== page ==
What would you want to be if you were the opposite sex?
|Article Type:||Brief article|
Gender identity (Surveys)
|Publication:||Name: Sister Namibia Publisher: Sister Namibia Audience: Academic; General Format: Magazine/Journal Subject: Social sciences; Women's issues/gender studies Copyright: COPYRIGHT 2011 Sister Namibia ISSN: 1026-9126|
|Issue:||Date: July, 2011 Source Volume: 23 Source Issue: 2|
|Geographic:||Geographic Scope: Namibia Geographic Code: 6NAMI Namibia|
It begins as early as childhood. Baby girls are made to play with
dolls and play pots and pans, while little boys are encouraged to play
with cars and building blocks, as if to prepare the boys for their
expected future professions as mechanics or engineers, and girls as
care-givers or housewives. The trend of associating certain professions
with gender is evident even in the mainstream media, where men are more
likely to be portrayed as architects and businessmen and women as
housewives, teachers or nurses.
The Sister Namibia team took to the streets to find out to what extent it is true that society is labelling certain professions for certain gender groups. They first asked young Namibians in what profession they would like to be when grown-up, and then asked the same persons what they would have wanted to be if they had been the opposite sex. The answers were quite revealing -and Sister Namibia challenged the young respondents to not let their gender limit their dreams.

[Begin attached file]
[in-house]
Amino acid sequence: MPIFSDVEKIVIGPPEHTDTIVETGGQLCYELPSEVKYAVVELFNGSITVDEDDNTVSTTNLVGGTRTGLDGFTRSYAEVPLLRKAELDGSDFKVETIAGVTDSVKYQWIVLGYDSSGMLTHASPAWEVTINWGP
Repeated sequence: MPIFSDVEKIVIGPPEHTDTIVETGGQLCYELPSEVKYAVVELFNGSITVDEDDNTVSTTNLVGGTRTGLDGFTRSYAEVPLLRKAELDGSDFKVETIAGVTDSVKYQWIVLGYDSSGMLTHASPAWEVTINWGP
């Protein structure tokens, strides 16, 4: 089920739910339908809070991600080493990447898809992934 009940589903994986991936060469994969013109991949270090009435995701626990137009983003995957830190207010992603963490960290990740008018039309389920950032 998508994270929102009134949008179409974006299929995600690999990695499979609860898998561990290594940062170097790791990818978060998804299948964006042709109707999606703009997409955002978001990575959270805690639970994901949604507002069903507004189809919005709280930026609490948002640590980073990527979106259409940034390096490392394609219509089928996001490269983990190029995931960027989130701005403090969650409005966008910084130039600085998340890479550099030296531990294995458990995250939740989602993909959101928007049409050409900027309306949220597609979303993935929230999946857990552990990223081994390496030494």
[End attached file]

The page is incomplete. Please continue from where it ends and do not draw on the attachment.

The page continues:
Rica Kauarii, 18, student
I want to be a chartered accountant. If I were a man, I would still want to be a chartered accountant.
Julia Amukoshi, 22
I wouldn't want to be anybody else. I am thankful for who I am and I can accomplish anything as a female or male.
Milton Chapo, 25, musician
If I were a woman, I would want to be in a position of power in order to uplift other women. Men are taking over, but women should take the spotlight for a change.
Whitney Ndimunu, 22, student
I want to be a doctor when I grow up. If I were male, I would want to be an engineer. I can't be an engineer now, because I think it's hard for girls to be able to fix things.
Dolly Nghixudifwa, 21, student
I want to be a lawyer. If I were a guy, I would probably want to be an architect, because most architects are male and being male would serve as an advantage for me.
|Gale Copyright:||Copyright 2011 Gale, Cengage Learning. All rights reserved.|